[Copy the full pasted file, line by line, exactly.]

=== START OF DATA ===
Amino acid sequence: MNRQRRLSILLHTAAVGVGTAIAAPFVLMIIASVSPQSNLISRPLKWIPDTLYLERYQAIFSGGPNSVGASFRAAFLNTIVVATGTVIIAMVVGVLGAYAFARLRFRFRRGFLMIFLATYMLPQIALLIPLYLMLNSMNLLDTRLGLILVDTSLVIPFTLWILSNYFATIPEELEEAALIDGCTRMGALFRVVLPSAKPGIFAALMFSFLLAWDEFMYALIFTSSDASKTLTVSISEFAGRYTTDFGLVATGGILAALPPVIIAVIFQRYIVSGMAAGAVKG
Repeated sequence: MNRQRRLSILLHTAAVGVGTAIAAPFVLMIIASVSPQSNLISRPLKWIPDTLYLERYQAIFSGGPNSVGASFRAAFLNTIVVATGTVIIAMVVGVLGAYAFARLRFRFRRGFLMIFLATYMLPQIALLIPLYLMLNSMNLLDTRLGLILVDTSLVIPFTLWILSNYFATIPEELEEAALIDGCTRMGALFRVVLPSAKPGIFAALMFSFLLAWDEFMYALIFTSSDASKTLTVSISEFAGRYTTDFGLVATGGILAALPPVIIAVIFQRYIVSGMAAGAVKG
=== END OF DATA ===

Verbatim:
Amino acid sequence: MNRQRRLSILLHTAAVGVGTAIAAPFVLMIIASVSPQSNLISRPLKWIPDTLYLERYQAIFSGGPNSVGASFRAAFLNTIVVATGTVIIAMVVGVLGAYAFARLRFRFRRGFLMIFLATYMLPQIALLIPLYLMLNSMNLLDTRLGLILVDTSLVIPFTLWILSNYFATIPEELEEAALIDGCTRMGALFRVVLPSAKPGIFAALMFSFLLAWDEFMYALIFTSSDASKTLTVSISEFAGRYTTDFGLVATGGILAALPPVIIAVIFQRYIVSGMAAGAVKG
Repeated sequence: MNRQRRLSILLHTAAVGVGTAIAAPFVLMIIASVSPQSNLISRPLKWIPDTLYLERYQAIFSGGPNSVGASFRAAFLNTIVVATGTVIIAMVVGVLGAYAFARLRFRFRRGFLMIFLATYMLPQIALLIPLYLMLNSMNLLDTRLGLILVDTSLVIPFTLWILSNYFATIPEELEEAALIDGCTRMGALFRVVLPSAKPGIFAALMFSFLLAWDEFMYALIFTSSDASKTLTVSISEFAGRYTTDFGLVATGGILAALPPVIIAVIFQRYIVSGMAAGAVKG